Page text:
Facts vs myths: Things to know about chronic pain
Posted November 1, 2016
People who deal with chronic pain often have symptoms that ebb and flow – pain will get better or worse over time.
To help chronic pain patients understand what they can to do avoid symptoms, WebMD separated facts from myths:
FACT: One common claim that holds up – joint pain can get worse when it's cold or raining. Barometric pressure can cause some people, especially those with arthritis, to experience more pain in their joints.
MYTH: Experts say rest may not be the best thing for back pain. Complete bed rest is one of the worst things you can do. Short periods of rest may help, but if you're not active, the body quickly becomes deconditioned, causing more pain when you do move. Limit exercise during acute periods of pain.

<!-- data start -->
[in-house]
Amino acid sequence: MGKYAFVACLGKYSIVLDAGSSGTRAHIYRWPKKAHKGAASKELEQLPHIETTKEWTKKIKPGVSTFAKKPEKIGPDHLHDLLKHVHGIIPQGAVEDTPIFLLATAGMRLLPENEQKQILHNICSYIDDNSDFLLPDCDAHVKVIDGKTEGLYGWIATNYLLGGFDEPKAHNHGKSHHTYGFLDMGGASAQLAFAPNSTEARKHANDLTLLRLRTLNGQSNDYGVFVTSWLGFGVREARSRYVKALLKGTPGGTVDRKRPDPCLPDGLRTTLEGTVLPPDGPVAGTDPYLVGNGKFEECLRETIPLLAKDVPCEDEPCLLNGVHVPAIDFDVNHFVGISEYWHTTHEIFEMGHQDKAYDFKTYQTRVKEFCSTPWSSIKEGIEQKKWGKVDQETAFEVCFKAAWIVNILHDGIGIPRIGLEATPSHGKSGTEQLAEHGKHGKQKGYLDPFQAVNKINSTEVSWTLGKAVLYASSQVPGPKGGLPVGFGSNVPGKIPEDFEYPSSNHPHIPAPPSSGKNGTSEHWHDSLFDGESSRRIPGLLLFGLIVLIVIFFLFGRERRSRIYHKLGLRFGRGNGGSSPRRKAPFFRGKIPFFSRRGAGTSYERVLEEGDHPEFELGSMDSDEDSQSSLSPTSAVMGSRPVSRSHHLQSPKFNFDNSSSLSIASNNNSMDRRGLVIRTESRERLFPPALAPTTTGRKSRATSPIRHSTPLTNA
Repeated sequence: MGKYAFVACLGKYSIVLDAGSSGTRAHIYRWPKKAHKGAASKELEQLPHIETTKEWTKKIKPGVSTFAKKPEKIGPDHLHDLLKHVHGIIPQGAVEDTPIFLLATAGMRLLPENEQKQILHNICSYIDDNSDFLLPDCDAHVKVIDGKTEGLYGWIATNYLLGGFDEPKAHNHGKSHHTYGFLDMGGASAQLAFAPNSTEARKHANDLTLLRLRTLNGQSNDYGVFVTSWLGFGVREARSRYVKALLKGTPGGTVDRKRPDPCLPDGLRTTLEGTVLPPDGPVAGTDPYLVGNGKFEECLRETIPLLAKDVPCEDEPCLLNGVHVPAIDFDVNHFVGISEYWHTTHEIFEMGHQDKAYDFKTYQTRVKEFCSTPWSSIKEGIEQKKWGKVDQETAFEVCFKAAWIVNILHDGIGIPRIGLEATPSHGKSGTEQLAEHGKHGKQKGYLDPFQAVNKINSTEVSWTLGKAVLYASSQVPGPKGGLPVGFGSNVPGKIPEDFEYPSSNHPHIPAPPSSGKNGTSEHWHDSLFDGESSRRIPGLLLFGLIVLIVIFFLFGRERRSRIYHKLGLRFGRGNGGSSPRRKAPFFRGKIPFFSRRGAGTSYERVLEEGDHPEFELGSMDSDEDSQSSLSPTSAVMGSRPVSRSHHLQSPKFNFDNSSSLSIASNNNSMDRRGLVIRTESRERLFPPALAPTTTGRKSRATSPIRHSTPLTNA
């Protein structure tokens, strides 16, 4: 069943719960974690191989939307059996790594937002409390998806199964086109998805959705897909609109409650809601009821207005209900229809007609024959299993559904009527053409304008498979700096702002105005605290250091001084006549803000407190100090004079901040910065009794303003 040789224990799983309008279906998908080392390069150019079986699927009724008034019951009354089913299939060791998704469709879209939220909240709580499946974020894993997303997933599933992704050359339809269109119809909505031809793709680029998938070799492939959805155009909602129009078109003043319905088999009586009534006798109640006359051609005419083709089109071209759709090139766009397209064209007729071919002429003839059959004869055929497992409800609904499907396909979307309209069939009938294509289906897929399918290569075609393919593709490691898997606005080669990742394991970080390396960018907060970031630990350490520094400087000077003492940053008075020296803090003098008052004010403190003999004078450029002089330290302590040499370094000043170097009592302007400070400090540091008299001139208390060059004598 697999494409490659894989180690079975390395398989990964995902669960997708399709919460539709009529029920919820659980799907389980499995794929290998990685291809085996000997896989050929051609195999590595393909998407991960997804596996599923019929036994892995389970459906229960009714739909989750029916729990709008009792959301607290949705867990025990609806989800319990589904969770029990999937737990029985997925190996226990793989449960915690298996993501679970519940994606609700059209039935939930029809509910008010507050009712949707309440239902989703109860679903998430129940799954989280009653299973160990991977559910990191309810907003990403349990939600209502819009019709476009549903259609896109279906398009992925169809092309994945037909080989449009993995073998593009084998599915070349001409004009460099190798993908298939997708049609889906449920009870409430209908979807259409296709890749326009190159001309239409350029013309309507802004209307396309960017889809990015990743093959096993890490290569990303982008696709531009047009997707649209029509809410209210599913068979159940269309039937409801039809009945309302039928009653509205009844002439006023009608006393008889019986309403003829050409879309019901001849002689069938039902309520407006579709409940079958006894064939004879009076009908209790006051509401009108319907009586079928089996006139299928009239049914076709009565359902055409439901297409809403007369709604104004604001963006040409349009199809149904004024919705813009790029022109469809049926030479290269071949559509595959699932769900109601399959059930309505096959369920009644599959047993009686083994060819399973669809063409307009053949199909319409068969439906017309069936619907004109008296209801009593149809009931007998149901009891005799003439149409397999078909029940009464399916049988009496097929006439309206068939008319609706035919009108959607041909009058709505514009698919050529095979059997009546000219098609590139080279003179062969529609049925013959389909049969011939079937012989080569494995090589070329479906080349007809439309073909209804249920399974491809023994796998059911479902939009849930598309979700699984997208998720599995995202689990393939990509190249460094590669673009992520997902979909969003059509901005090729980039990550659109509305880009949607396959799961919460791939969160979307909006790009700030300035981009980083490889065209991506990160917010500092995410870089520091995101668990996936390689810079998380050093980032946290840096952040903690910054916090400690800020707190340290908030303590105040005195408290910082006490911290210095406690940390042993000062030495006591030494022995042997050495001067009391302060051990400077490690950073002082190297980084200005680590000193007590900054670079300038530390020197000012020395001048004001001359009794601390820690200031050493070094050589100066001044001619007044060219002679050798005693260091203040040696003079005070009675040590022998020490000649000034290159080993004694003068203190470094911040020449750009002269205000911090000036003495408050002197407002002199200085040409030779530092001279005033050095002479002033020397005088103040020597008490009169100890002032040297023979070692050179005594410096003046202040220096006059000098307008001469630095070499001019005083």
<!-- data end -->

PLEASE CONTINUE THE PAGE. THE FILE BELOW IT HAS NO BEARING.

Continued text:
FACT: Losing weight can ease pain symptoms. Too much weight puts more pressure on your back, hips and knees, so losing weight can relieve some of that pressure. Even 10 pounds can make a difference.
FACT: Exercise curbs painful flare-ups. Pain can make it harder to exercise, but staying active is one of the best things you can do to feel better. A regular walking routine can help you lose weight, sleep better and improve your mood.
MYTH: Minor pain is still worth worrying about. Pain should never be ignored, even if the pain is better after using over-the-counter medications. If pain lasts more than a week or two or gets worse over time, see a doctor.
Doctors will often advise patients to seek ways to relieve pain without medications. Chronic use of some over-the-counter anti-inflammatory medications can have a negative effect on the stomach and kidneys.
People dealing with chronic pain should consider physical therapy, ultrasound therapy and specific exercises to help decrease pain and improve flexibility.